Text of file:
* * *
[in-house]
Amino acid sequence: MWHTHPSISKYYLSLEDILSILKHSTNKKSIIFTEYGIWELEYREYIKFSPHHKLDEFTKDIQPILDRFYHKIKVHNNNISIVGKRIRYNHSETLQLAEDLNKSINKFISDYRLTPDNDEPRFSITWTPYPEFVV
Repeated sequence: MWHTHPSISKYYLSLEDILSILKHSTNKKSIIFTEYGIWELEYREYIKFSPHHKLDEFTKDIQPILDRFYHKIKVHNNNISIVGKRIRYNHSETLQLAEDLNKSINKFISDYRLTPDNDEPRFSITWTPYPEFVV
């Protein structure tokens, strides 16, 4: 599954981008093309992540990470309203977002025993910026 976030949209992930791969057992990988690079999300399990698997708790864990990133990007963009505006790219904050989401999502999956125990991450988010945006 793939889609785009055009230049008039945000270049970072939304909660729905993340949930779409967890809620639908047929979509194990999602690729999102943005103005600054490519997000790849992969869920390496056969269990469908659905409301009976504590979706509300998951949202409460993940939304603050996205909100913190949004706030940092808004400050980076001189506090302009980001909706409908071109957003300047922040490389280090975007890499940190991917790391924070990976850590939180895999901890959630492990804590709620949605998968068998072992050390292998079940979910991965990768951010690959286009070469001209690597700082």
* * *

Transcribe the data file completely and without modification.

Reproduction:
[in-house]
Amino acid sequence: MWHTHPSISKYYLSLEDILSILKHSTNKKSIIFTEYGIWELEYREYIKFSPHHKLDEFTKDIQPILDRFYHKIKVHNNNISIVGKRIRYNHSETLQLAEDLNKSINKFISDYRLTPDNDEPRFSITWTPYPEFVV
Repeated sequence: MWHTHPSISKYYLSLEDILSILKHSTNKKSIIFTEYGIWELEYREYIKFSPHHKLDEFTKDIQPILDRFYHKIKVHNNNISIVGKRIRYNHSETLQLAEDLNKSINKFISDYRLTPDNDEPRFSITWTPYPEFVV
């Protein structure tokens, strides 16, 4: 599954981008093309992540990470309203977002025993910026 976030949209992930791969057992990988690079999300399990698997708790864990990133990007963009505006790219904050989401999502999956125990991450988010945006 793939889609785009055009230049008039945000270049970072939304909660729905993340949930779409967890809620639908047929979509194990999602690729999102943005103005600054490519997000790849992969869920390496056969269990469908659905409301009976504590979706509300998951949202409460993940939304603050996205909100913190949004706030940092808004400050980076001189506090302009980001909706409908071109957003300047922040490389280090975007890499940190991917790391924070990976850590939180895999901890959630492990804590709620949605998968068998072992050390292998079940979910991965990768951010690959286009070469001209690597700082």